How can researchers have impact in a political landscape in which public opinion is shaped more by emotion and personal belief than evidence? Following the selection of ‘post-truth’ as the Oxford Dictionaries Word of the Year 2016, Ruth Dixon takes inspiration from artist Grayson Perry’s plea that academics should cultivate greater emotional understanding of those with whom they disagree. It’s time for political scientists to question, with some humility, their own ‘deficit model’ of the public understanding of politics. This post originally appeared on the author's personal blog and was reposted on the LSE Impact Blog. It appears here with the author's permission.
In November, I attended the Political Studies Association’s annual awards ceremony. I was there to receive the W.J.M. Mackenzie book prize with my co-author, Christopher Hood. The final award of the evening was presented to Grayson Perry, for his contribution to the arts and culture.
Grayson Perry’s acceptance speech was remarkable, pointing out to the assembled politicians, journalists, pundits, and academics that for all their intellectual knowledge, they may be missing something important (the following extract is transcribed with minor edits from BBC iPlayer, starting at about 27 minutes):
I think the word ‘truth’ is interesting. Because we’ve often talked about truth in terms of academic truth, statistical truth, empirical truth, scientific truth, but we talk very little about emotional truth. And I think that one thing that all of the experts here need to zhoosh up a bit is their emotional literacy. The liberal academic elite have let us down because they are not emotionally literate enough to really understand what fifty-two per cent of the population were thinking, or feeling, should I say.
There’s a whole world out there that we need to have more empathy with, even if we don’t like the results those kinds of feelings bring about. But I thank you for this award from the experts – and I hope that next year you are giving an award for ‘most empathetic’ politician of the year.
Grayson Perry’s plea for empathy struck a chord with me. Terms such as ‘authoritarian populism’ and ‘post-truth’ are often used by academics and commentators to belittle those with whom the author disagrees. It is all too easy to raise a laugh in a seminar by saying something that disparages Brexiters or Trump voters. Although I voted Remain, I feel very uncomfortable when such partisan attitudes are displayed by publicly-funded academics particularly when the targets of their derision are (directly or indirectly) among the subjects of their research.
Some academics have taken a more thoughtful approach. Bo Rothstein and Lennart Levi suggest that teaching ethics should be a priority for universities in order to improve the behaviour of university-educated elites. And Will Jennings and Martin Lodge argue that political scientists should seek a much deeper engagement with society to protect the “foundations of liberal democracy”. While these approaches have much to recommend them, these articles give a somewhat de haut en bas impression that, if only academics communicated certain ‘truths’ better, public attitudes and policymakers’ behaviour would change accordingly.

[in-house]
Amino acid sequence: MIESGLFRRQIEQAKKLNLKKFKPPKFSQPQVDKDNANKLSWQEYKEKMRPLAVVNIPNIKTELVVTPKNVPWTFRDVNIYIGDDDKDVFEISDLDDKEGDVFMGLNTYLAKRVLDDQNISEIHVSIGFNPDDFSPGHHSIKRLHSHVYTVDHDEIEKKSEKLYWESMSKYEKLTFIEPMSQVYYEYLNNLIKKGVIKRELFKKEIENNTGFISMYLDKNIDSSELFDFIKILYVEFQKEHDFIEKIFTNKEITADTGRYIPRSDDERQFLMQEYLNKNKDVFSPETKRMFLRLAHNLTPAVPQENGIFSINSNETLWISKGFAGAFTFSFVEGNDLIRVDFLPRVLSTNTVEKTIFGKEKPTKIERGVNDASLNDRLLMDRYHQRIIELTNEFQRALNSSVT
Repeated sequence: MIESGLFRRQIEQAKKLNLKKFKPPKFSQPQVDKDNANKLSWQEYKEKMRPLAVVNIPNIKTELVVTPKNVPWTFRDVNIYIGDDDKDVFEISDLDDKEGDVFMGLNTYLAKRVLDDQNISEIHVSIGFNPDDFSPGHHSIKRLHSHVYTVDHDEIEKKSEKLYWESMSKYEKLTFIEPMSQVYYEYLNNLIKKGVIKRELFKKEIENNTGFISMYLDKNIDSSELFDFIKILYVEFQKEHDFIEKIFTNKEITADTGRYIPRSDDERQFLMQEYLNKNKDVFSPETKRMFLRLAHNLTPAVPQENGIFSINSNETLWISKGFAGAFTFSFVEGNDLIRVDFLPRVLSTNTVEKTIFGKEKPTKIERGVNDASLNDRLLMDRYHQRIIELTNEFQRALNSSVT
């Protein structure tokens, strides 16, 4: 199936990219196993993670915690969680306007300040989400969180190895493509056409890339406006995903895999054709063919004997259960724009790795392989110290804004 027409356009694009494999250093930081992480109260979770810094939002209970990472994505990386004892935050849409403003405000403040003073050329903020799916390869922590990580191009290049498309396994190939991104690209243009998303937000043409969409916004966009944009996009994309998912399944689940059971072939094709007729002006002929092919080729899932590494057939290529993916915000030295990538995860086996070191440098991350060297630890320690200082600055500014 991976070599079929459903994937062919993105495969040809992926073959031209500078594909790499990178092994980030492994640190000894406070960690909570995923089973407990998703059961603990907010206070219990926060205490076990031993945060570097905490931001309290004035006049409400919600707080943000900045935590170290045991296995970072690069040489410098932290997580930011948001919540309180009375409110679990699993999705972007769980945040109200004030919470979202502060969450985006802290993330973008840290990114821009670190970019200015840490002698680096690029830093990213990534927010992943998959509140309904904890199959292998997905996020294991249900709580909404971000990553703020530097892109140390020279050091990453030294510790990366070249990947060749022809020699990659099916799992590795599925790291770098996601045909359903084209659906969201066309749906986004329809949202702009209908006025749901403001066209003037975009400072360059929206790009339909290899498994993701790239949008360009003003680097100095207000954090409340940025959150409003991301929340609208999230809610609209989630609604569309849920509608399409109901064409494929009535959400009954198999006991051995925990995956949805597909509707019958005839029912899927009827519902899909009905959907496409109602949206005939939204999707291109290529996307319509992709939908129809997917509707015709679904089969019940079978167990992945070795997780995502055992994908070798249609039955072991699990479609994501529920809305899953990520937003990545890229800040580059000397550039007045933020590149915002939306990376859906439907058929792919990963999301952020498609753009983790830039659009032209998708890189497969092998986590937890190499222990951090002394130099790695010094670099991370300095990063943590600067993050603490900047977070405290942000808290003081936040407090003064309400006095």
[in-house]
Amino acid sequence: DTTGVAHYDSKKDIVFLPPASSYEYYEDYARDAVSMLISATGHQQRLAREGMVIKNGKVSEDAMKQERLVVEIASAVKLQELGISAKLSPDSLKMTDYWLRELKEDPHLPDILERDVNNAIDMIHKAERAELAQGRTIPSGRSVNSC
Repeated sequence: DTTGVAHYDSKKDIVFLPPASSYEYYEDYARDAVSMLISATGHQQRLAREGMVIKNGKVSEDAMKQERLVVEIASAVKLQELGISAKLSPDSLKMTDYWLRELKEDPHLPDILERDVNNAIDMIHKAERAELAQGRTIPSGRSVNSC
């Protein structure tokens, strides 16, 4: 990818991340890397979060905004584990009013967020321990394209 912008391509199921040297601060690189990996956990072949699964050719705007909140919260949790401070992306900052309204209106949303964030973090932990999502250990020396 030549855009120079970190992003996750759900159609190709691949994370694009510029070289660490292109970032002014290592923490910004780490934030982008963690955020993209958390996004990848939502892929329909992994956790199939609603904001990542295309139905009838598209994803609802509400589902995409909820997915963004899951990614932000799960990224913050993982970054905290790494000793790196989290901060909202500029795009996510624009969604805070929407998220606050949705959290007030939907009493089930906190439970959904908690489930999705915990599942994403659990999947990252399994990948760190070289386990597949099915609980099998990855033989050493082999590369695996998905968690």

This attitude has parallels with the ‘deficit model’ of the public understanding of science (that increasing public understanding of science will increase public acceptance of scientific advances such as GM foods or nuclear power). There is much research that suggests that this model is too simplistic, and that emotions and identity play an important part. So I suggest that political scientists need to question, with some humility, their own ‘deficit model’ of the public understanding of politics.
While I have not seen the phrase ‘deficit model’ applied to public understanding of politics, there is of course plenty of relevant research. For example, greater factual knowledge about the EU does not correlate with positive feelings about it. And Bo Rothstein’s own research shows that ethical concepts such as corruption are understood in very similar ways across different cultures (the differences in levels of corruption are attributed not “to different moral understandings of the problem of corruption but to how different societies come to understand and value the difference between public and private goods and also what most people expect that most other people in their society will do when faced with opportunities for bribery.”)
Academics are able to make their opinions widely known via social and traditional media – their ready access to such platforms shows that they are indeed part of the ‘elite.’ They should be aware of the unintended impacts that their remarks – and even their tweets and retweets – can have; alienating the very people whom they wish to influence, and making deeper engagement and mutual learning difficult or impossible.
About the author: Ruth Dixon is a part-time researcher at the Blavatnik School of Government and an associate member of the Department of Politics and International Relations, University of Oxford. She is on Twitter @ruth_dixon.
Note: This article gives the views of the author, and not the position of Power to Persuade, the LSE Impact Blog, nor of the London School of Economics.